Precision utilization management

October 27, 2021 / By Adam Rothschild, MD

A few weeks ago, I had a conversation with a friend of mine. He is a retired internist who was in charge of utilization management at a large health insurance company at the end of his career. He was reflecting on the patterns that he observed in that role. One of the most striking patterns that he observed was that a very small number of physicians were responsible for the vast majority of over-utilization. As a former practicing physician himself, he thought it was a shame that so many good, responsible physicians—most physicians, in fact—need to endure the red tape and frustration that utilization management imposes upon them when it’s just a few bad actors who precipitated this burdensome administrative oversight for all.

As I mulled over my friend’s insight, an analogous situation struck me. There is much talk these days about precision medicine, which uses empirical techniques to target therapies most likely to be effective in a given patient based on that patient’s individual characteristics. The motivation behind precision medicine is not to subject patients to therapies if they likely won’t be effective and might even cause harm. Could we perhaps also have precision utilization management? I’m reasonably confident that given all of the data health insurance companies have about physicians’ ordering practices, they already know which physicians they should target and which physicians they can leave largely alone to practice uninhibited by unnecessary administrative overhead.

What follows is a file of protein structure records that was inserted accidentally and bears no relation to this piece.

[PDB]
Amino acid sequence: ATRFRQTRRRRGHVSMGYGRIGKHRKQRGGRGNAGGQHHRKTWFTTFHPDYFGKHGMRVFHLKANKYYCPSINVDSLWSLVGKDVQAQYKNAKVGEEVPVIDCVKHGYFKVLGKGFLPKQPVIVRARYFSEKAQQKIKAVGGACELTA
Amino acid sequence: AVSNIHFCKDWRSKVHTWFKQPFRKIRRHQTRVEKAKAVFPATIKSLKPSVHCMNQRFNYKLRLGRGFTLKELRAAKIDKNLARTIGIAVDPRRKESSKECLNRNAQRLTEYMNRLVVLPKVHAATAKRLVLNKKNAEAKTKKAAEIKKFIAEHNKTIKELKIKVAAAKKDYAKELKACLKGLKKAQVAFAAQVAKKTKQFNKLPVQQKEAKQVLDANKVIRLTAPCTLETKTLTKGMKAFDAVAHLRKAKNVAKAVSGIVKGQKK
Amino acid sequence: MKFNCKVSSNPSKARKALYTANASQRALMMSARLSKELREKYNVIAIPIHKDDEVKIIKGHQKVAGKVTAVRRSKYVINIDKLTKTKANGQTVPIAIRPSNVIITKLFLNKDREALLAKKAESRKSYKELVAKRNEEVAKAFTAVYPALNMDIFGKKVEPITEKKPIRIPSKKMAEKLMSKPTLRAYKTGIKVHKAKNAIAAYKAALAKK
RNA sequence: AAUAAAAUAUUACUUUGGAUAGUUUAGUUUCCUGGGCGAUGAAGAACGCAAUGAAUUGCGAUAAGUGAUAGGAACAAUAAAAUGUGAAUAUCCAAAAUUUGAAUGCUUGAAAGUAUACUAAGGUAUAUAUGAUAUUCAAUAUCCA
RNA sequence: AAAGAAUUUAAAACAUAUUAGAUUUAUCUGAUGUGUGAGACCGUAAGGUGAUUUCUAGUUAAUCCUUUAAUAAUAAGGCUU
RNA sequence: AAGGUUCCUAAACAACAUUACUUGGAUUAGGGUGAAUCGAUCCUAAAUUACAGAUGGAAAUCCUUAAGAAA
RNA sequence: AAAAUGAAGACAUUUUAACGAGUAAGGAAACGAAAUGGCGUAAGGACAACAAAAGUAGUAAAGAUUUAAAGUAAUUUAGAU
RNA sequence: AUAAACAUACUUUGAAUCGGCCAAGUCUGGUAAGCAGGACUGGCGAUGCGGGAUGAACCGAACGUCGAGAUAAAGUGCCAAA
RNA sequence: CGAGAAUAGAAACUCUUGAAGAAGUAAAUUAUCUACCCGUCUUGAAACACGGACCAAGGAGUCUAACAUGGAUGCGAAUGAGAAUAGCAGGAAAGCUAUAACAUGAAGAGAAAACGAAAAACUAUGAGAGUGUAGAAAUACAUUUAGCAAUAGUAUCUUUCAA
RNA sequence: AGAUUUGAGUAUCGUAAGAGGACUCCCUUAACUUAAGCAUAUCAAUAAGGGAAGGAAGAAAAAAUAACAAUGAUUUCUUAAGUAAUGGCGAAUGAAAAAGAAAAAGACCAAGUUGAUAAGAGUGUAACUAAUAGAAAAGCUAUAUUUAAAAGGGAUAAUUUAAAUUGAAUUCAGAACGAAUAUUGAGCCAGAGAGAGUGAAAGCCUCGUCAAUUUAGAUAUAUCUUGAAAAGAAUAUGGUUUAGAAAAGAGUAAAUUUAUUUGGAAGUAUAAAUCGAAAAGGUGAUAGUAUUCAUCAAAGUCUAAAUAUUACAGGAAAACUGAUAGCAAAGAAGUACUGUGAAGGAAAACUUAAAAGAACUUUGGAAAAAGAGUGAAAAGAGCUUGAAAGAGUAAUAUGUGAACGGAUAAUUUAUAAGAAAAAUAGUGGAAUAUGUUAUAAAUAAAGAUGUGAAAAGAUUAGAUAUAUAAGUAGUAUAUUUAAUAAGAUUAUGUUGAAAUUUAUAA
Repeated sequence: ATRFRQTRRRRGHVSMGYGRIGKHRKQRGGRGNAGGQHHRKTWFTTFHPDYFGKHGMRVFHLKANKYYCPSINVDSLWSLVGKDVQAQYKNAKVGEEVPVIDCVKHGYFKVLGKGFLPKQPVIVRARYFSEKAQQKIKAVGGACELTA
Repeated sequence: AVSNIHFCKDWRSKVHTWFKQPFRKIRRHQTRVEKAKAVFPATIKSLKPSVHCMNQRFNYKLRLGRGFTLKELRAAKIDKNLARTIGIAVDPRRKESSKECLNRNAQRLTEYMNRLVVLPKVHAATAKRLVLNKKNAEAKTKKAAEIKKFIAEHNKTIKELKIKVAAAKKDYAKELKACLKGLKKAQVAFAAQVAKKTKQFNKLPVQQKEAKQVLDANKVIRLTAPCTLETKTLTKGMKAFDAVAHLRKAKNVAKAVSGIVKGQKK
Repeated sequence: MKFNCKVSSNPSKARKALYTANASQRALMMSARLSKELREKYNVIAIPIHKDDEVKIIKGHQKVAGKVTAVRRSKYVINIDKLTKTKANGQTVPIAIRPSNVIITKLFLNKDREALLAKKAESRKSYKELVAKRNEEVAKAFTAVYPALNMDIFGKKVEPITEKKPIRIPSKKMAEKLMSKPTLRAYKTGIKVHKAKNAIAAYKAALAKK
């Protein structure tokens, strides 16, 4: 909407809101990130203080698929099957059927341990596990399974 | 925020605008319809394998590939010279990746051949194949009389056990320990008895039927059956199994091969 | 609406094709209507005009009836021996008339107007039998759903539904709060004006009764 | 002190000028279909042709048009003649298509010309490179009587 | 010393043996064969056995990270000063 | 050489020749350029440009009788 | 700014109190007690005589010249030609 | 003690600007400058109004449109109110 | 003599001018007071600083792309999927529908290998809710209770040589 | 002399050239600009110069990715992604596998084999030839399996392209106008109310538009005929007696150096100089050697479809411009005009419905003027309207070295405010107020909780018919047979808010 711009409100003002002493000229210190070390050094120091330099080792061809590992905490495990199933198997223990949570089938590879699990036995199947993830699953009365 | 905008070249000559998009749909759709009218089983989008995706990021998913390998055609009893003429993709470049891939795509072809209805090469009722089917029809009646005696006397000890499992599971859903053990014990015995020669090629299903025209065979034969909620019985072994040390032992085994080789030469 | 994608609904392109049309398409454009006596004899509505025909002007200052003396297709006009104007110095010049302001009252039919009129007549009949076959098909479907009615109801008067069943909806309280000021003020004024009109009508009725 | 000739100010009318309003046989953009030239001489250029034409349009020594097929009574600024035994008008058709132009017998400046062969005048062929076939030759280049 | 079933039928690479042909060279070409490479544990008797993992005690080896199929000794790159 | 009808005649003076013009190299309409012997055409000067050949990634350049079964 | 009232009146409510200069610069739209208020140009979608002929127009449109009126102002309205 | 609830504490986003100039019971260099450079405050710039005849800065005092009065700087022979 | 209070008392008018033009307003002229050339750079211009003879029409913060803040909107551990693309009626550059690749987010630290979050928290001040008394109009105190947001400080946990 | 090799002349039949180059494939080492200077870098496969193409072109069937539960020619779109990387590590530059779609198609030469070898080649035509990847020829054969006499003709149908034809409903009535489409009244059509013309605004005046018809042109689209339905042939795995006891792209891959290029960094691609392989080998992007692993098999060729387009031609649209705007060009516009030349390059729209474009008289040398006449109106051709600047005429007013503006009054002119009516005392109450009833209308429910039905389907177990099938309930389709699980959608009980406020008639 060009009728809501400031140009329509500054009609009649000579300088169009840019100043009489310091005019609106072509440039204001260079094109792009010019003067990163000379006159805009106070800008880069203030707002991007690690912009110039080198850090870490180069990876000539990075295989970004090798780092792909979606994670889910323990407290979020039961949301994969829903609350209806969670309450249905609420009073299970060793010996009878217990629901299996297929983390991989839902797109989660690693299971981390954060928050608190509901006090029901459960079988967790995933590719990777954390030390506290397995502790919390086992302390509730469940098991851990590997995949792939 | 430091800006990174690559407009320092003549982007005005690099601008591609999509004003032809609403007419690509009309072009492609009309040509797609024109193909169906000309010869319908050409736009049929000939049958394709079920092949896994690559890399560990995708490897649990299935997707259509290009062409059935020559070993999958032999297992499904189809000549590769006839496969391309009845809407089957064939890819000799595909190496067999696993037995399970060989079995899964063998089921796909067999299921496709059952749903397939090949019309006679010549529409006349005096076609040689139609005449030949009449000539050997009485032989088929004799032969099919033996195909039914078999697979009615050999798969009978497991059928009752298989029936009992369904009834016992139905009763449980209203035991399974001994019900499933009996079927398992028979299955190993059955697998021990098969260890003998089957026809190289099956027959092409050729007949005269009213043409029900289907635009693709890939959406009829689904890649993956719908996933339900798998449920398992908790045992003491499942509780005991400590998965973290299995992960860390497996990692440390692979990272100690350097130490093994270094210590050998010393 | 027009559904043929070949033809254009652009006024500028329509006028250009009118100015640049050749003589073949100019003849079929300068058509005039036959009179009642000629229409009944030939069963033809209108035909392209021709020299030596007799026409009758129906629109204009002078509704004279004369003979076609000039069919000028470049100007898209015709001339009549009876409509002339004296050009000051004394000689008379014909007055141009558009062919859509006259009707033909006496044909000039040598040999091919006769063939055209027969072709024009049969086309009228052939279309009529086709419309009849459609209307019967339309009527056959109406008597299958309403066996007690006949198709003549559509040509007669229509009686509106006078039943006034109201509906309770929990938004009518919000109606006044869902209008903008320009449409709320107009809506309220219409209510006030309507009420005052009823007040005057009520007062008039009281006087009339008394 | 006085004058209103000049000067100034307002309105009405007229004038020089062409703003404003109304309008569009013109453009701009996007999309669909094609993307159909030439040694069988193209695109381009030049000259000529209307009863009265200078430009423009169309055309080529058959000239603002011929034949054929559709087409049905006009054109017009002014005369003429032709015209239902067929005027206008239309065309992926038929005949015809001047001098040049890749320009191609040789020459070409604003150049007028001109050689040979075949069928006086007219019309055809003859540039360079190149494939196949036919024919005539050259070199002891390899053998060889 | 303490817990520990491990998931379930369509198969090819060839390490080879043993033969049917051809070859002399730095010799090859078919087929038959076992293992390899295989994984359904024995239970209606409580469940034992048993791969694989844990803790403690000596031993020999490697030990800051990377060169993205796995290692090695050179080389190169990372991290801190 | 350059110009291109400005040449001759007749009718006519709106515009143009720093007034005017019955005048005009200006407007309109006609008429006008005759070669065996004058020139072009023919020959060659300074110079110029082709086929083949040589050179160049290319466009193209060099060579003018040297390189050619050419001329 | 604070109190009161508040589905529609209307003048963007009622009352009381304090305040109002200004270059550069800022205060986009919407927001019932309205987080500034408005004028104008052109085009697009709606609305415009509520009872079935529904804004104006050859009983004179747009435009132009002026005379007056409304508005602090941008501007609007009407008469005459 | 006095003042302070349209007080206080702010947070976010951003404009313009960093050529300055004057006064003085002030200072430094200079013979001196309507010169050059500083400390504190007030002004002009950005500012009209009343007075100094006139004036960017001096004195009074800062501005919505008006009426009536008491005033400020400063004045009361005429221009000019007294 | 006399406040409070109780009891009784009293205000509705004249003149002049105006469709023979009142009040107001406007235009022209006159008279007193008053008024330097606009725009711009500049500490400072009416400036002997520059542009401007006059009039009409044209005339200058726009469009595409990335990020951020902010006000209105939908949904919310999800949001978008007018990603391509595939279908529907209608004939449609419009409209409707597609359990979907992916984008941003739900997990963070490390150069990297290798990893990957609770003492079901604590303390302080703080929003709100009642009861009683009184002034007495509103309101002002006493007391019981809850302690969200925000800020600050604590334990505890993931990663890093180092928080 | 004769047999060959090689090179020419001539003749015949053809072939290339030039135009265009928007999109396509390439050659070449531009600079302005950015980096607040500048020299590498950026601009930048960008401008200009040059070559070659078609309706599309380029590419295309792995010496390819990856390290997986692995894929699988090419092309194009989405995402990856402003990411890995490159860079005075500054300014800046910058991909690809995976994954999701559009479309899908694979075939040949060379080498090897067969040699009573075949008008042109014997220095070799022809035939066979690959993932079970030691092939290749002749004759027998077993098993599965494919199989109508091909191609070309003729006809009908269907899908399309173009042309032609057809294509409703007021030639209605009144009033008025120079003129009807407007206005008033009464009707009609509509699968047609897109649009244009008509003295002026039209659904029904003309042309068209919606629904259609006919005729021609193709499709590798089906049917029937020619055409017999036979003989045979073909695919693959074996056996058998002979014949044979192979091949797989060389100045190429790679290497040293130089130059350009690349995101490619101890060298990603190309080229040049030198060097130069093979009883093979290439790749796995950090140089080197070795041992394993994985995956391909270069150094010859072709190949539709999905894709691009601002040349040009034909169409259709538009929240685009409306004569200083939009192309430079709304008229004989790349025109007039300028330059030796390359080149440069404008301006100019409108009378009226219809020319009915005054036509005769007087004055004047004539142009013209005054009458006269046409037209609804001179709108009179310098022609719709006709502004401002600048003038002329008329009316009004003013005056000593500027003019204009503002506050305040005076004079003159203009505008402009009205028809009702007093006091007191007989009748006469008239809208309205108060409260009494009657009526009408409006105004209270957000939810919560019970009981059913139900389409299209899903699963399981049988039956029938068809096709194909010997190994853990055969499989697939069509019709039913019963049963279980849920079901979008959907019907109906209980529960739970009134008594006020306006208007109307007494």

I don’t mean to suggest that physicians who are otherwise clinically competent, conscientious and value conscious do not occasionally make low-value ordering decisions, but rather that they do not do this broadly, and when they do, it is likely due to a lack of knowledge. As such, I believe that precision utilization management might best be paired with other targeted interventions, even for the “good guys,” designed to educate, effect behavior change and obviate its own necessity as providers learn to do better without external intervention.

One such intervention might be point-of-care decision support technology to help steer health care providers towards high-value ordering decisions without getting in their way. Another such intervention might be a sort of targeted academic detailing that educates physicians individually according to their own knowledge deficiencies reflected in their suboptimal ordering decisions. You could even combine these with continuing medical education credit to help simultaneously eliminate another burden that physicians face.

As excessive administrative burden continues to be a major cause of physician burnout and excessive health care spending continues to plague payers, perhaps precision utilization management could yield a win for both.

Adam Rothschild is a clinical informaticist with 3M Health Information Systems.


Focus on the patient while the technology works in the background.